Kensington Palace is one of the UK’s leading historical attractions, having been home to many royals for more than three centuries and offering visitors lots of stunning sights and memorable experiences.
- Stroll around the Sunken Garden, where Prince Harry and Megan Markle announced their engagement in 2017.
- Learn more about Queen Victoria’s early life by visiting her reconstructed residence in the Palace, which includes the young princess’ dollhouse and childhood scrapbook.
- Gaze in awe at the King’s Staircase, painted by royal artist William Kent, which depicts life at George I’s 18th Century court with vivid colour and humour.
What to see and do
Take a Digital Mission
You and your children can step back in time by taking a digitally-guided tour of the Palace and gardens. Guided by a historical character, you can walk around the Palace and hear tales and anecdotes from your digital friend. This tour includes an app that sets you challenges as you explore.
Head to the King’s Gallery
This amazing gallery is at the heart of Kensington Palace and houses the country’s best collection of royal artworks. Started in 1725 for George I, the King’s Gallery includes some very rare pieces that people travel the world to see. The gallery has been preserved in its original style, making the whole experience historical.
Immerse yourself in Princess Diana’s style
The Diana: Designing for a Princess exhibition features some of the Princess’ iconic outfits, including the scarlet Jasper Conran suit she wore to name the P&O Royal Princess liner in 1984. You can also see sketches of outfits made by David Sassoon, one of her favourite designers. Some sketches feature handwritten notes from Diana herself, giving you an insight into her love of fashion.
Visit the Sunken Garden for a gentle stroll
Kensington Palace’s Sunken Garden is based on the one at Hampton Court Palace and is reminiscent of the style of gardening popular in the 18th century.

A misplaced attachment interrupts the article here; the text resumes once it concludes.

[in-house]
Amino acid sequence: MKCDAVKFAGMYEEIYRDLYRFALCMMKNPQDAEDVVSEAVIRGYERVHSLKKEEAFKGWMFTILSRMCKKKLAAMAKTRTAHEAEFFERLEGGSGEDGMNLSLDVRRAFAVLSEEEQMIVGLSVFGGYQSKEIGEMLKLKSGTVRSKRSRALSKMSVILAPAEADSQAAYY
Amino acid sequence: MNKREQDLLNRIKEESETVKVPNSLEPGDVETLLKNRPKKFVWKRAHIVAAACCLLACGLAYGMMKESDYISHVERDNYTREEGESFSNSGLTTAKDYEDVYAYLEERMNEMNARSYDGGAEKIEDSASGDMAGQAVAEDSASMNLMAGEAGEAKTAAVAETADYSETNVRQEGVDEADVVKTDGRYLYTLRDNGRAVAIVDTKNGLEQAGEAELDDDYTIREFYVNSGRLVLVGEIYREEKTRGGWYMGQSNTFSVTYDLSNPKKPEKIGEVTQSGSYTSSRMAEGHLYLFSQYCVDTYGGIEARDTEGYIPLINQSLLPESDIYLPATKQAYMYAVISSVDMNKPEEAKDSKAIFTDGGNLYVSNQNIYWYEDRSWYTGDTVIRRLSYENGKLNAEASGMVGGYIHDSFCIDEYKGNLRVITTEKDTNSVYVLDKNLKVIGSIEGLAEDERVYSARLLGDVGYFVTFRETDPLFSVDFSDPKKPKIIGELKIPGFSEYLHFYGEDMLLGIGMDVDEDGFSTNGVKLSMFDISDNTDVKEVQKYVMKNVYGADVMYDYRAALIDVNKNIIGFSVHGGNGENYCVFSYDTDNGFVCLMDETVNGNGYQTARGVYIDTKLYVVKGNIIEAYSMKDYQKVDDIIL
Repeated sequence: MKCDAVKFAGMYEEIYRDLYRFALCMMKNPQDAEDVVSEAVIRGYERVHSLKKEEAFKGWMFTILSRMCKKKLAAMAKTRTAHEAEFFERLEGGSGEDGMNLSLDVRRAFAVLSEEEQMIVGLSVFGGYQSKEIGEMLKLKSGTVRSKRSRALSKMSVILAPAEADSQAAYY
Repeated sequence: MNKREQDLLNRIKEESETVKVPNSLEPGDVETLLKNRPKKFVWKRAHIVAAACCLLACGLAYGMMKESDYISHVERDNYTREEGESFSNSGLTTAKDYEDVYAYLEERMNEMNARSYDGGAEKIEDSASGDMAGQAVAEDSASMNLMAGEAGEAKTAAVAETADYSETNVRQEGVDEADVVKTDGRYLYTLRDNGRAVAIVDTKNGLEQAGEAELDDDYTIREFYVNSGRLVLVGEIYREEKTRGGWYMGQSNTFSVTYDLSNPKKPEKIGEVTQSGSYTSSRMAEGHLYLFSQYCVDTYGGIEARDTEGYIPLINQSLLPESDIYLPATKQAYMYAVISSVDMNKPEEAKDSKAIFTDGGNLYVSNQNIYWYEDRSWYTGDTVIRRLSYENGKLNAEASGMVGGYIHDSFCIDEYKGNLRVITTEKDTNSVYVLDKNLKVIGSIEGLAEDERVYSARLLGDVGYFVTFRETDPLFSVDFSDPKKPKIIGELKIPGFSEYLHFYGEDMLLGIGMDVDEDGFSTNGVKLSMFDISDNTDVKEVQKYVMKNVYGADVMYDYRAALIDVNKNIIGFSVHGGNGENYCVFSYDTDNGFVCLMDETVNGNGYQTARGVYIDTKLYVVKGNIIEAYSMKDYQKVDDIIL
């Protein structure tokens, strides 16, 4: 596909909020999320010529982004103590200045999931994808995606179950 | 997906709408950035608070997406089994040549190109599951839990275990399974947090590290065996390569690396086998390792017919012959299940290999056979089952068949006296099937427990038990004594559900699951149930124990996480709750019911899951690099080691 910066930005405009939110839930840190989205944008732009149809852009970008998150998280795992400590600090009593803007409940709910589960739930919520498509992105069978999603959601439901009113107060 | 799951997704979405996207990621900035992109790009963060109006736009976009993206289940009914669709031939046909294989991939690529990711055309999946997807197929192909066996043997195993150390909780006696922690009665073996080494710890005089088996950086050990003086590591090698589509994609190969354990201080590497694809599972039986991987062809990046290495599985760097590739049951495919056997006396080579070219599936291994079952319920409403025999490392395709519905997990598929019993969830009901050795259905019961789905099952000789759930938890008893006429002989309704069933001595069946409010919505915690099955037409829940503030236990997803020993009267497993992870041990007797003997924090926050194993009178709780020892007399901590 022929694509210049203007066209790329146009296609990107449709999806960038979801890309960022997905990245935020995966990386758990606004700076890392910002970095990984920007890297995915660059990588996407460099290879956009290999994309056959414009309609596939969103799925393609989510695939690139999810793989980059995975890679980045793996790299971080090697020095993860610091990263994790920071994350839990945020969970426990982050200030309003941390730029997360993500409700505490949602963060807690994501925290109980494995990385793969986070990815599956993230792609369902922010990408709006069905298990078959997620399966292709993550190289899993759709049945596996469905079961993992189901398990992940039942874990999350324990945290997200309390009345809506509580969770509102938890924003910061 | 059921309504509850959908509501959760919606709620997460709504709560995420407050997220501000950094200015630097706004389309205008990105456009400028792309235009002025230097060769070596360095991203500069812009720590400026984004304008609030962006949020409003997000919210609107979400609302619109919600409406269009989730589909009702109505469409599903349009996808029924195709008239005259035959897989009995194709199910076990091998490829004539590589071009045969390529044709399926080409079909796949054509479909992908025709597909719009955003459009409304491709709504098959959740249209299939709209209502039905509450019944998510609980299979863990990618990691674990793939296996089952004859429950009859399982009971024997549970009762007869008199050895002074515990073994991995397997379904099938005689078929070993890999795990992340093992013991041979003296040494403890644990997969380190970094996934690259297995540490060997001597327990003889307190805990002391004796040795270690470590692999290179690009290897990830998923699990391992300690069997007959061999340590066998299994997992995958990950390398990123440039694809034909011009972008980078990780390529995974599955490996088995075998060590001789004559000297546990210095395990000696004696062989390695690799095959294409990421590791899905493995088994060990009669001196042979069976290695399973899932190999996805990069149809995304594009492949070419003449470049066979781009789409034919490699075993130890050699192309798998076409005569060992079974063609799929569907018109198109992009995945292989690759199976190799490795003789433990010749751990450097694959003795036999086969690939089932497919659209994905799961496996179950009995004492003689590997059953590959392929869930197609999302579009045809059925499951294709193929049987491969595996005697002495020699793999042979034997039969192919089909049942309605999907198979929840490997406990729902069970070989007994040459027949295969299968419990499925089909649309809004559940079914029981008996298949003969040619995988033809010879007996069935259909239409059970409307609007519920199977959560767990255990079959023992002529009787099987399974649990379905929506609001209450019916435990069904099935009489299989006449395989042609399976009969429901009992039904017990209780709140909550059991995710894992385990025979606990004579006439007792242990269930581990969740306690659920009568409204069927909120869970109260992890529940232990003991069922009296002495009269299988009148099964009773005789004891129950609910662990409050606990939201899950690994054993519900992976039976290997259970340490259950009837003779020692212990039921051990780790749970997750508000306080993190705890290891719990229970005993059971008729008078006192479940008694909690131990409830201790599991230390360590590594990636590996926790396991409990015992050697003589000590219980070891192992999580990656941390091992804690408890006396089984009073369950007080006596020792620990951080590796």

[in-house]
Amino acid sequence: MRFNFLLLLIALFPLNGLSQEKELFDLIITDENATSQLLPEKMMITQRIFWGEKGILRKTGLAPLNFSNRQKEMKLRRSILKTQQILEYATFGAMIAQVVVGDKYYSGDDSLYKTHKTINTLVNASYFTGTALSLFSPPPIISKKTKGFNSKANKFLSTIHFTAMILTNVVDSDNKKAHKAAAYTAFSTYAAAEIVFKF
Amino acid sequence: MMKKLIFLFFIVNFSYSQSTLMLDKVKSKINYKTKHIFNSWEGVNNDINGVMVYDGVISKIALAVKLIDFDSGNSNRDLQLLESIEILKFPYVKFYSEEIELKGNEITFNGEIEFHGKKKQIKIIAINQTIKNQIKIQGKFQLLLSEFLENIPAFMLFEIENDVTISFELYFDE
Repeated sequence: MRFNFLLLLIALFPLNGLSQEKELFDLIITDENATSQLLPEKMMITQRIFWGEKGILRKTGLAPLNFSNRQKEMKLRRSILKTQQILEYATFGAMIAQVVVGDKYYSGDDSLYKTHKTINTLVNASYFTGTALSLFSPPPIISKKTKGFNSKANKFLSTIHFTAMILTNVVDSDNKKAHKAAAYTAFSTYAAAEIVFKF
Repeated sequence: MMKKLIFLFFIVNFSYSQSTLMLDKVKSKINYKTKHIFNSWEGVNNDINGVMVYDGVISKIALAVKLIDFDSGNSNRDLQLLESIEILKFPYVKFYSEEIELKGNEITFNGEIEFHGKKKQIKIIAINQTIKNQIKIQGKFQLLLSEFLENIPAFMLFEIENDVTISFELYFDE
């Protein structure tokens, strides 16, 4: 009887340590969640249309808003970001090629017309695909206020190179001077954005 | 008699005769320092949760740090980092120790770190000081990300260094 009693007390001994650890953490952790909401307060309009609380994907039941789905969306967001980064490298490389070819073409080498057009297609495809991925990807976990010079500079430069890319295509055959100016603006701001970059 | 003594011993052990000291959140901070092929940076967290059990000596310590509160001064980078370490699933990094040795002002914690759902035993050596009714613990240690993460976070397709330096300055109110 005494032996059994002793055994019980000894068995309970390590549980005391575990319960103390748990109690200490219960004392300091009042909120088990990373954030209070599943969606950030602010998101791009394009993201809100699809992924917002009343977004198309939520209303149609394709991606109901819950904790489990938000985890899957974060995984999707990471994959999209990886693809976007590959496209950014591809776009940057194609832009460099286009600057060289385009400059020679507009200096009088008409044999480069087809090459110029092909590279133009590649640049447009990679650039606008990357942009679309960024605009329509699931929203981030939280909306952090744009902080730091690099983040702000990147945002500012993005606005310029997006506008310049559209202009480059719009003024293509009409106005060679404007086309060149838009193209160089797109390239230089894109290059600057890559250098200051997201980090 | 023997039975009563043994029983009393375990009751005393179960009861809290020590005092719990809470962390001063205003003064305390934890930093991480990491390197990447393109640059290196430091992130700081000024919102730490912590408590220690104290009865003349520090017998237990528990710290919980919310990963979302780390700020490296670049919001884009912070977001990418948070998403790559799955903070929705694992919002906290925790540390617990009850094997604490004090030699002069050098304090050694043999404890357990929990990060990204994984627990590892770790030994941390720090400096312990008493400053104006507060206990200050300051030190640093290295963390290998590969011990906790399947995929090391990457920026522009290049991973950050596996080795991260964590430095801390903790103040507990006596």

The garden has terraces of paving and beautiful flower beds, all arranged around a central ornamental pond with several water cisterns. Palace tradition dictates that the gardeners move the flower displays around every spring and summer to keep everything looking fresh and new.
Did you know: (5 interesting facts!)
- The Queen gave Apartment 1A to Prince William and the Duchess of Cambridge as a wedding gift in 2011. The royal couple has entertained Barack and Michelle Obama there since.
- The building has stood since 1605 and was originally a two-storey mansion for a wealthy London businessman.
- The Palace has served as home to Princess Diana, Princess Margaret and is the London home of the Duke and Duchess of Cambridge and their three children.
- The Palace is believed to be home to several ghosts, including that of George II. According to those who claim to have seen the ghost, it wanders around the King’s Gallery, mournfully asking for news from his troops, who were fighting the Seven Years War at the time of his death.
- Queen Victoria saved Kensington Palace from demolition in the 1890s after it had fallen into disrepair. Parliament agreed to a two-year renovation project.
- 1605: Sir George Coppin built the two-storey mansion for a wealthy businessman. Kensington at this time was a secluded village rather than a part of London so it was ideal as a retreat.
- 1619: The 1st Earl of Nottingham bought the residence for £20,000 and it became known as Nottingham House.
- 1689: King William III bought Nottingham House so he could escape the polluted air of London, which made his asthma worse. He engaged Sir Christopher Wren to enlarge the building and the famous architect added three-storey pavilions at each corner, north and south wings and gardens.
- 1760: George II died suddenly at the age of 76 and became the last reigning monarch to live at Kensington Palace.
- 1819: Queen Victoria was born and raised in Kensington Palace and went on to reign for 63 years. She left the Palace in 1837, when she became Queen, to live in Buckingham Palace.
- 1940: The palace was hit by an incendiary bomb, which damaged the State Apartments and Queen’s Apartments. During WWII, the palace and gardens were equipped with anti-aircraft guns, trenches and sandbags.
Facilities and accessibility
Kensington Palace is accessible to visitors with mobility issues, as well as specially-enhanced tours for partially-sighted, blind and hard-of-hearing visitors. The Palace staff is trained to help with any special needs visitors may have.
Some of the rooms do have low lighting to preserve artworks and fabrics. Guide dogs and carers are welcome, with (human) carers receiving free entry.
The Palace has a gift shop and café, both fully-accessible, as well as toilets and baby changing rooms. Pushchairs are allowed, but scooters, skateboards and bicycles are not.
You can also leave pushchairs and other large luggage items in the cloakroom, subject to security checks.
You can take non-flash photographs inside the Palace, either with a camera or a smartphone, but filming is not allowed. There’s free Wi-Fi inside the Palace; you can simply follow the prompts that you’ll see on your phone.